Yesterday I went to a lunch at Stanford Law School on the podcast Serial, and the role of advocacy & the media in the legal system. My friend & collaborator Umbreen Bhatti was interviewing Rabia Choudry, who is the family friend of Adnan Syed who had brought his case to the radio journalist Sarah Koenig — which then led to the 12-episode podcast looking into Adnan’s story, the case of Have Min Lee’s murder, and the investigation and trials that led to Adnan’s conviction.
At the lunch, Rabia made the point that she brought the case to journalists because lawyers involved in the case —whether as official representatives of Adnan, or as family friends (like her) — had limitations on them that journalists didn’t. Rabia said that journalists have the power to gather evidence, to get people to talk to them, to find smoking guns that lawyers often don’t. Plus they don’t have ethics and other rules limiting the actions they could take, when trying to round up evidence and witnesses.
Her point was that lawyers can take their case to the media not just to ‘try their case in the court of public opinion’ but to get specific journalists, or even wider communities (like online ones, see Reddit) to hunt and find new evidence for the lawyers to consider.
When it comes to legal investigations — trying to get all the facts, witnesses, stories, details — she’s saying there is power in going outside legal professionals. Her initial point was that it’s worth going to skilled, local members of the media who have deep contacts & expertise in the community in question, these journalists can bring power that lawyers often can’t. The follow-up question is whether it’s also worth going to the open crowd online — to ask or allow Reddit-like communities to help in a legal investigation too.
Online commentators have discussed this idea with the framing — ‘is Reddit good for journalism?’ but this question bleeds into ‘ could crowdsourced investigations be a new legal resource’?
One one side are voices like EJ Dickson’s from The Daily Dot:
… the fact that verifiable allegations, plausible alternative theories about the case, and verifiable first-hand testimonies from people close to the case surfaced on Reddit before the Serial podcast says a lot about Reddit’s role in this particular story—namely, that it’s a lot larger than I think Koenig would care to admit—and the value of crowdsourced journalism in general.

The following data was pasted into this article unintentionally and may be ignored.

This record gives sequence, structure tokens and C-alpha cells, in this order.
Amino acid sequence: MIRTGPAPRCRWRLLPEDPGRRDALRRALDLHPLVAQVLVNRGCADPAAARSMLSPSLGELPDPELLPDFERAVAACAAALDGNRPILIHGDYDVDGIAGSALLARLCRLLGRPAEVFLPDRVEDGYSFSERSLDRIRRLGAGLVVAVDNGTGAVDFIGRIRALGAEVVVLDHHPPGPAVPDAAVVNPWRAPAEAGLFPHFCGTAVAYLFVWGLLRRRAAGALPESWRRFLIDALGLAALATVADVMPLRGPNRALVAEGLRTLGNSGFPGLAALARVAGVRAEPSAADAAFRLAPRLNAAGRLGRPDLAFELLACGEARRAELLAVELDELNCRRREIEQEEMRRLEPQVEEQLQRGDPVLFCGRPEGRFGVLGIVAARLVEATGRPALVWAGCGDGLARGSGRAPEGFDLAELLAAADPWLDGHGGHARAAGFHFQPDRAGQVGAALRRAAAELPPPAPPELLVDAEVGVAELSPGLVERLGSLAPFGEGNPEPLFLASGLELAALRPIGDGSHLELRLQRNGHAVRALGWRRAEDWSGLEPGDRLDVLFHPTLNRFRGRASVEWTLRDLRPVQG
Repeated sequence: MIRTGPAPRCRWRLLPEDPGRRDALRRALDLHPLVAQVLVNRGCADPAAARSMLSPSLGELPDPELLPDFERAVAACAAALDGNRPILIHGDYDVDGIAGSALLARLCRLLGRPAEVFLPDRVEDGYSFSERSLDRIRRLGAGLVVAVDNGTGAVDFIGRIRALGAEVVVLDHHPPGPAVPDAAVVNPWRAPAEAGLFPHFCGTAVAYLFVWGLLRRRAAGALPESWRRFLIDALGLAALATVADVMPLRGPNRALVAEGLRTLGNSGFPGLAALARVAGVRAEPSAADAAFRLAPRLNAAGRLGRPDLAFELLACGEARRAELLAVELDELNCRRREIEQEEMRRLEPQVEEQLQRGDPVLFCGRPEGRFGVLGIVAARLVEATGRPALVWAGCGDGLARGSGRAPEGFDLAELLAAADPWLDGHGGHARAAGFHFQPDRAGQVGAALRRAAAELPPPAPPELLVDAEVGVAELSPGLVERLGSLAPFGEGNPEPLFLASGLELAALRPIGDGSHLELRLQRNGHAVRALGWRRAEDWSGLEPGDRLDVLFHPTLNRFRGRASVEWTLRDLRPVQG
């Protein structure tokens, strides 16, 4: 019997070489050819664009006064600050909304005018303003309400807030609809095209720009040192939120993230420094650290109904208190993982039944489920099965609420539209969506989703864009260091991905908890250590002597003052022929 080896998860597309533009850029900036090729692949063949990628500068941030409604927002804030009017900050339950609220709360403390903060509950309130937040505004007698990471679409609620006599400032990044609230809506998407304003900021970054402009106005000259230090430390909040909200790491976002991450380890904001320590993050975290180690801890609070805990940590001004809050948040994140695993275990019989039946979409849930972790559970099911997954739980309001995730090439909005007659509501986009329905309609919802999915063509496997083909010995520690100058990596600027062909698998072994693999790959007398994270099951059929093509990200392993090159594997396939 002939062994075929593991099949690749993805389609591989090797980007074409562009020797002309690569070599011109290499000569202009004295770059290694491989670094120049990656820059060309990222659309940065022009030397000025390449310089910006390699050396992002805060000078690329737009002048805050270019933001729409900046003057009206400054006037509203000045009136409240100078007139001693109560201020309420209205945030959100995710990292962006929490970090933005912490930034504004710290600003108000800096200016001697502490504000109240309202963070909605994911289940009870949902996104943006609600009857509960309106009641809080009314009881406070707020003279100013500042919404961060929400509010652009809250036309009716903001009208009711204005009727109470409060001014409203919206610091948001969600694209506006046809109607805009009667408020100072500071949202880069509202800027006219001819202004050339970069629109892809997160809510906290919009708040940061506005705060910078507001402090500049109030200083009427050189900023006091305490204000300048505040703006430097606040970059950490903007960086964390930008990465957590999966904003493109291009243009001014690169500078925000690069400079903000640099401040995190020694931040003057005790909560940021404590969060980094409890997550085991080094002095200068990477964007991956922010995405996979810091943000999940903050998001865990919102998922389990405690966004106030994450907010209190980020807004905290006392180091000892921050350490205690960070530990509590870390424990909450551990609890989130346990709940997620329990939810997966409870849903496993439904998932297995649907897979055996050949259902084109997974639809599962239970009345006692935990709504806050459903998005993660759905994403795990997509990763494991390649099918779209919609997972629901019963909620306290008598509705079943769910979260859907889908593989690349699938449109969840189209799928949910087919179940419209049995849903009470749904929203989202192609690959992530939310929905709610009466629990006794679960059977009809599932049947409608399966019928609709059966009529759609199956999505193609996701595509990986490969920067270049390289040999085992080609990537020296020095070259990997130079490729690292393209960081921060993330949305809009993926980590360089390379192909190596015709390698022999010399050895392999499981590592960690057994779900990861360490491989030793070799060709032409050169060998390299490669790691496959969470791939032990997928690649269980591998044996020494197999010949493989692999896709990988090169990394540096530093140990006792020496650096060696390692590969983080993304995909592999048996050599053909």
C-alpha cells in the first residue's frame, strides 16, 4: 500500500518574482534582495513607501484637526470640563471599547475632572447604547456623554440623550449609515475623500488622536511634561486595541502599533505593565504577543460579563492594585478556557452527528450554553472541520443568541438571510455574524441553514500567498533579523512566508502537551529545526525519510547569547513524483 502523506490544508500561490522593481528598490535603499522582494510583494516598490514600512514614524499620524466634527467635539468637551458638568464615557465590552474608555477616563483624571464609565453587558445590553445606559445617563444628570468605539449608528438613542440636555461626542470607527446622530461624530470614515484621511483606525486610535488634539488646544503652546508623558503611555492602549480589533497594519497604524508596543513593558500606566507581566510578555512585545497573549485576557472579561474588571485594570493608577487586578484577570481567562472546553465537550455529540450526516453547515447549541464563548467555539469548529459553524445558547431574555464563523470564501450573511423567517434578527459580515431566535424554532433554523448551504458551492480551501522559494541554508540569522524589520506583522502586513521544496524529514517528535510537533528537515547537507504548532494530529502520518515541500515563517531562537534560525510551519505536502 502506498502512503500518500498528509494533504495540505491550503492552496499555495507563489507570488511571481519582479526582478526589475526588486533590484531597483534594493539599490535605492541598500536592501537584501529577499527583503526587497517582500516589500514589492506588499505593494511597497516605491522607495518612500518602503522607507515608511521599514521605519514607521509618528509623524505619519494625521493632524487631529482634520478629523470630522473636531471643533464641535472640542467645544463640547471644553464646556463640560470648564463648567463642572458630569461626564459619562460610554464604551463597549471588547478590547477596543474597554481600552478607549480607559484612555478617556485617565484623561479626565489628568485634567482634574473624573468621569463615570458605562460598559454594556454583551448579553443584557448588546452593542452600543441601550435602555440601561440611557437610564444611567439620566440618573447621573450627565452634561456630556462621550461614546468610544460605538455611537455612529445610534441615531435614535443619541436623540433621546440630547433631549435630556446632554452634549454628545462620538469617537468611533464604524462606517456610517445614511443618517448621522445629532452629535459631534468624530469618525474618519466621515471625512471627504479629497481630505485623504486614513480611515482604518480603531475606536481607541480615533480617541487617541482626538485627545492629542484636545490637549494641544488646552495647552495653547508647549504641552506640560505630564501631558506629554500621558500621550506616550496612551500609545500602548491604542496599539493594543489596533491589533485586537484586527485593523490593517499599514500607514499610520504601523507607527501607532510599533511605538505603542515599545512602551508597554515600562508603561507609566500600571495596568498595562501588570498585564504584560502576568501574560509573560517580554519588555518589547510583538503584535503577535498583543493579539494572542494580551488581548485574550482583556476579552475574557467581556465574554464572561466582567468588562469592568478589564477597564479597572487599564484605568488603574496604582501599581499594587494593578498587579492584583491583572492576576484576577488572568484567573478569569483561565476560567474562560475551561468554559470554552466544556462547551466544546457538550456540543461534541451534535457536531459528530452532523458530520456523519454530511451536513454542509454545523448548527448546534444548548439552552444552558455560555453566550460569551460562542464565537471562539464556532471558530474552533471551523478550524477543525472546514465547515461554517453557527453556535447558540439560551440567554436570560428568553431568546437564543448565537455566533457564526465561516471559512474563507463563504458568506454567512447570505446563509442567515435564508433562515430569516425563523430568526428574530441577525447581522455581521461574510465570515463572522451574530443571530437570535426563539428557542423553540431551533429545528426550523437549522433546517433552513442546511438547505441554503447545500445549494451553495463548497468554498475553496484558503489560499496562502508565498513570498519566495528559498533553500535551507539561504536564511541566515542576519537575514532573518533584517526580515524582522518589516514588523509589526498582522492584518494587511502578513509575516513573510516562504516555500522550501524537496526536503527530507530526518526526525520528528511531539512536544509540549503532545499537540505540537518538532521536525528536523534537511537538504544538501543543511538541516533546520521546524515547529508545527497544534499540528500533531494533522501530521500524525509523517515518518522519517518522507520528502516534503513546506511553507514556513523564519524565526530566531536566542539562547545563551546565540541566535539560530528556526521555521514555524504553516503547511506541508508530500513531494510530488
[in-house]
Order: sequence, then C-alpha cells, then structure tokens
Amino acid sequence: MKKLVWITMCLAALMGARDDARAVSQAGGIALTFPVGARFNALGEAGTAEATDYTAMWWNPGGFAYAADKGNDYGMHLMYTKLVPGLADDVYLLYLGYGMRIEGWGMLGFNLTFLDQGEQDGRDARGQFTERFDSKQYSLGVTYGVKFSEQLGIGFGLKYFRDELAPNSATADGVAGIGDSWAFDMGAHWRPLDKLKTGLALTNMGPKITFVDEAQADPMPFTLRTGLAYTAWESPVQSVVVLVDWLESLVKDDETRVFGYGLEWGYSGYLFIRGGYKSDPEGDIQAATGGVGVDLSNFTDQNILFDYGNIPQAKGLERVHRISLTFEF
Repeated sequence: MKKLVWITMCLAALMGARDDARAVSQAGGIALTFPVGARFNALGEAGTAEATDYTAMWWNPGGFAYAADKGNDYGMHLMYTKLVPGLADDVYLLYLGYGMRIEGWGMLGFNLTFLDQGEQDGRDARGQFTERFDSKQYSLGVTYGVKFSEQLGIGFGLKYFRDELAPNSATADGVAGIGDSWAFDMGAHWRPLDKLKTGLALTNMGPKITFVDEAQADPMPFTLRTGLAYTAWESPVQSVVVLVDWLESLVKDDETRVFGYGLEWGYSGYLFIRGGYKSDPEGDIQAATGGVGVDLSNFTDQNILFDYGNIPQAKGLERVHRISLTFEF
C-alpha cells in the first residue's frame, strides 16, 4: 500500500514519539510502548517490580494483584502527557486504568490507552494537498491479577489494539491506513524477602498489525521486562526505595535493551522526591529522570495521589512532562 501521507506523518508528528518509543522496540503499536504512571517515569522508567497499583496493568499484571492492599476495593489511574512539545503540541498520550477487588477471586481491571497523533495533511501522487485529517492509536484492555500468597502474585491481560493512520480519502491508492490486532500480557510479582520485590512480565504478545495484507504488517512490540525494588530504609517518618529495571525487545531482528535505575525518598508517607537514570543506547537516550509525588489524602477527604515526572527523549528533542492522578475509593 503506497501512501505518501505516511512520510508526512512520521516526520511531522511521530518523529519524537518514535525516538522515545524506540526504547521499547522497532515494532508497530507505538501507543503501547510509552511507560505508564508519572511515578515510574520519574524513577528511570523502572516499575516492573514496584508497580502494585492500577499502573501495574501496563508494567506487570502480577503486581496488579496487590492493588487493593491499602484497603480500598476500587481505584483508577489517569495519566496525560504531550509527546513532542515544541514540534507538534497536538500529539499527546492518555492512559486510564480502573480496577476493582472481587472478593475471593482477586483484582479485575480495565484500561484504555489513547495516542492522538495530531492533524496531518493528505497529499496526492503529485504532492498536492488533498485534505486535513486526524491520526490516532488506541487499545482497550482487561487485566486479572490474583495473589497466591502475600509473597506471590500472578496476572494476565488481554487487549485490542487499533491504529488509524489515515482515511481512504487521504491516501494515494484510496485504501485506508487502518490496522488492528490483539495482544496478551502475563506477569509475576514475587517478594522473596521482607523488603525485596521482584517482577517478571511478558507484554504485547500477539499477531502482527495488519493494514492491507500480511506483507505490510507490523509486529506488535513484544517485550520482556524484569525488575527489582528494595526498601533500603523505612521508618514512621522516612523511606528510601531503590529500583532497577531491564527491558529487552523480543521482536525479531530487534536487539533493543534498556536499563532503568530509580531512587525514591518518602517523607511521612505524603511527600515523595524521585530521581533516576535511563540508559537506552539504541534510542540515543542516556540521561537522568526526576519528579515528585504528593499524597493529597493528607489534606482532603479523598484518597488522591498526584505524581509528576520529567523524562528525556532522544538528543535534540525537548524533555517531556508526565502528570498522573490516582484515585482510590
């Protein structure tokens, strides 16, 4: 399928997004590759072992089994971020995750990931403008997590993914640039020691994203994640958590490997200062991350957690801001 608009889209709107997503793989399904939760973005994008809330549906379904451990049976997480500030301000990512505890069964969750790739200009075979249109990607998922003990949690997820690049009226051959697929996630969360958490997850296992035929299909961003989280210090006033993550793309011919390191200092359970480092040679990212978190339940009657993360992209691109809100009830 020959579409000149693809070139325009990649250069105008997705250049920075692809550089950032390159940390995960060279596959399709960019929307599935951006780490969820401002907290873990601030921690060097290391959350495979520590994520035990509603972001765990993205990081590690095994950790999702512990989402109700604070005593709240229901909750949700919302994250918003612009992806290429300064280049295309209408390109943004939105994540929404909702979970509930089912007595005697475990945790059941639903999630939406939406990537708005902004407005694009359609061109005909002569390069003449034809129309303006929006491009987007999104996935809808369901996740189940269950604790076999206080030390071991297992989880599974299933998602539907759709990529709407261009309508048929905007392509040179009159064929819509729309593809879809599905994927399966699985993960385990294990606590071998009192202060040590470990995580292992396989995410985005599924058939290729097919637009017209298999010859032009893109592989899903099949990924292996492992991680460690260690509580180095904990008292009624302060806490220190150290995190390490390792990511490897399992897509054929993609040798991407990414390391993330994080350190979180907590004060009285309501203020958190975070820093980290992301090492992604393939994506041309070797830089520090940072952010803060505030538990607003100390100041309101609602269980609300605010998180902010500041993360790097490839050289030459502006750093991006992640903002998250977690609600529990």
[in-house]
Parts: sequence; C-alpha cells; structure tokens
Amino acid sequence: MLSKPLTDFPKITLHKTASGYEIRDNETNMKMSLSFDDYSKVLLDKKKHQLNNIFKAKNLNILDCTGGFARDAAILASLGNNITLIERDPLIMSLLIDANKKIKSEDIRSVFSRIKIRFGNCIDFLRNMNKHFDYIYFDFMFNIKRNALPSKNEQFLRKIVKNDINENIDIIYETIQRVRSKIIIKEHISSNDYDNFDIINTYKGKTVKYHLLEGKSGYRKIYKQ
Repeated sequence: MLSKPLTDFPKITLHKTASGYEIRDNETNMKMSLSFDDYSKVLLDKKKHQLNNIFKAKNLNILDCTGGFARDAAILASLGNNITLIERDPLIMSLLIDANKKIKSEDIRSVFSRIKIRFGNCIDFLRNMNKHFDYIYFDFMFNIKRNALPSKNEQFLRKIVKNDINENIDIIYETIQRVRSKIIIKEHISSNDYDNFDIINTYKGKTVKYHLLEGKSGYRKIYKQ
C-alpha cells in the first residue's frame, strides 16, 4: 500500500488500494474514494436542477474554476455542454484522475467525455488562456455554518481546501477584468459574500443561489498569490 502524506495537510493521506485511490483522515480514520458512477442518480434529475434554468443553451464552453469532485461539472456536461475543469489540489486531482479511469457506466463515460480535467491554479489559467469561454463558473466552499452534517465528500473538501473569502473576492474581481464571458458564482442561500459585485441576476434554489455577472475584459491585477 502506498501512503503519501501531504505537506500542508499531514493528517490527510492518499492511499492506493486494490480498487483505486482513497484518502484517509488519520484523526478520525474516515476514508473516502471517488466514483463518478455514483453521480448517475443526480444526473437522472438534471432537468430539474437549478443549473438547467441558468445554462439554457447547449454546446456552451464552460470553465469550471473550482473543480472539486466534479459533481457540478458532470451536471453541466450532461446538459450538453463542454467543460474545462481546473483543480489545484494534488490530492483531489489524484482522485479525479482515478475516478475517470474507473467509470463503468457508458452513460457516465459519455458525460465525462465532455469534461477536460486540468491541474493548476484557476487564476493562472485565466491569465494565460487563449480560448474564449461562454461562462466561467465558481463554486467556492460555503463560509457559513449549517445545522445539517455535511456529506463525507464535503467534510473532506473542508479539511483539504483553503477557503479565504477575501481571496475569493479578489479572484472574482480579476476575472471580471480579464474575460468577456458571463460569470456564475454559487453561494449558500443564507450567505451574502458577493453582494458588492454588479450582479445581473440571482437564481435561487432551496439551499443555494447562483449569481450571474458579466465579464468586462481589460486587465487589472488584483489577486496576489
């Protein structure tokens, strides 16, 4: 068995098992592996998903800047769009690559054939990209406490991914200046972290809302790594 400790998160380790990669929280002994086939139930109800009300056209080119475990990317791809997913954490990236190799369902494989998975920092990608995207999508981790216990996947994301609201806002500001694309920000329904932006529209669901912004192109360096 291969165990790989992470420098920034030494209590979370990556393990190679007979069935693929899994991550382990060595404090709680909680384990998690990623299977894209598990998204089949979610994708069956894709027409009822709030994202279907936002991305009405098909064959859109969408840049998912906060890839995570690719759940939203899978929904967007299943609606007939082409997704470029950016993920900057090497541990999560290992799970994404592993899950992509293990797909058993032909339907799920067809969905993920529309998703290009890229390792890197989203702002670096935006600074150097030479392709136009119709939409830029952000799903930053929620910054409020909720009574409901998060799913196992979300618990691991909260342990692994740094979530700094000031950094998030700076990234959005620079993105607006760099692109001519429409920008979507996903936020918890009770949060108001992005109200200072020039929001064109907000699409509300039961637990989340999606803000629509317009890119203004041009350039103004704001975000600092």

Here, it seems that if we as lawyers open up a case to the crowd, there could be a wealth of information & ideas to feed into work product. Not everything the crowd produces will be worthwhile, but it gives lots of materials to sift through and find useful, insightful, and otherwise buried details.
But is this possible value of the open crowd digging through a case enough to justify the collateral damage they may cause? False accusations, intrusions on privacy, bullying and threatening, ruining people’s reputation — as could be seen in both Reddit’s Serial subreddit and its investigation (or witchunt) during the search for the Boston Bomber’s identity.
In assessing the value of crowdsourced legal investigations, lawyers likely will side against it. My colleague Umbreen, who was interviewing Rabia at the lunch yesterday, made the point that most lawyers would rather not go to the media with their case, for fear of losing control of it. That same instinct would likely lead them to resist going to online crowds for assistance in digging up facts.
But the Serial phenomenon, and the subreddit that rose around it, has inspired a product proposal for exactly this — using the crowd to investigate criminal cases. The proposed product is called CrowdSolve, and it’s raising money through an Indiegogo campaign. It promises to create an app that would bring together ‘citizen investigators’ and support them in solving cold cases (ala the Innoncence Project) through gamification and resource sharing.
Even if lawyers aren’t the ones to bring their clients’ cases to the crowd, others — family friends, interested neighbors, the news media– might. It seems criminal lawyers will have to deal with Reddit communities, ‘citizen investigators’, and online vigilantes.
It would be interesting then to have a discussion among lawyers & criminal law professionals about how the crowd could be used in beneficial, non-threatening ways. What would a good crowdsourced legal investigation platform look like (if it could exist at all?). Would it be a forum ala Reddit, an app-universe like CrowdSorce, or something even more controlled & linked into an official platform.
Back when Reddit was investigating the Boston Bombers’ identity, James Surowiecki wrote in the New Yorker about how government agents might harness the wisdom of the crowds in better ways — combing through images, spotting suspicious things, flagging information that the authorities could then assess with their expertise.
What do you think — is there any way or platform that would allow an engaged online crowd to contribute value to criminal investigations — and limit the possibility of witch-hunts and privacy violations?